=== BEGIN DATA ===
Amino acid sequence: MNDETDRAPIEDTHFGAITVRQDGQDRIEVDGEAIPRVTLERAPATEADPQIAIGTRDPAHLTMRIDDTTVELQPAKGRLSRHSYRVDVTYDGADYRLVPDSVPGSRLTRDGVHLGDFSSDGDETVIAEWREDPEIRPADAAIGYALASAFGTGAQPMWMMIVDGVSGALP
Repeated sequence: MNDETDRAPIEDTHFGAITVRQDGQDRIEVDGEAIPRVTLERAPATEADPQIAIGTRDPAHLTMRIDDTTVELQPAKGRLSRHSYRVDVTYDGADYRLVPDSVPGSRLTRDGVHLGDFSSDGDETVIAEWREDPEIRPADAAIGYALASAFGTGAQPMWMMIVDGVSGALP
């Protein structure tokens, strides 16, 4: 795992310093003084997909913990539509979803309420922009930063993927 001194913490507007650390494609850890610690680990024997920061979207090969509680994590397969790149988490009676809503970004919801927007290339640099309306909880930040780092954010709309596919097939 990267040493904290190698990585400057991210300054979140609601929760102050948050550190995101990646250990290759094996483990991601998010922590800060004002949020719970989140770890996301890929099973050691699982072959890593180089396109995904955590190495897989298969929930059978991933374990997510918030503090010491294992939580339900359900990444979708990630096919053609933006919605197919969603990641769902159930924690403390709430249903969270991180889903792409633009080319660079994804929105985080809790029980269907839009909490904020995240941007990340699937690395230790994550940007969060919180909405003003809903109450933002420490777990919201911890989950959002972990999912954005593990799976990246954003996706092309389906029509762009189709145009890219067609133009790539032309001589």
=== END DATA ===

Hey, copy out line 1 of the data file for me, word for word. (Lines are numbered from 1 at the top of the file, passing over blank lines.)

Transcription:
Amino acid sequence: MNDETDRAPIEDTHFGAITVRQDGQDRIEVDGEAIPRVTLERAPATEADPQIAIGTRDPAHLTMRIDDTTVELQPAKGRLSRHSYRVDVTYDGADYRLVPDSVPGSRLTRDGVHLGDFSSDGDETVIAEWREDPEIRPADAAIGYALASAFGTGAQPMWMMIVDGVSGALP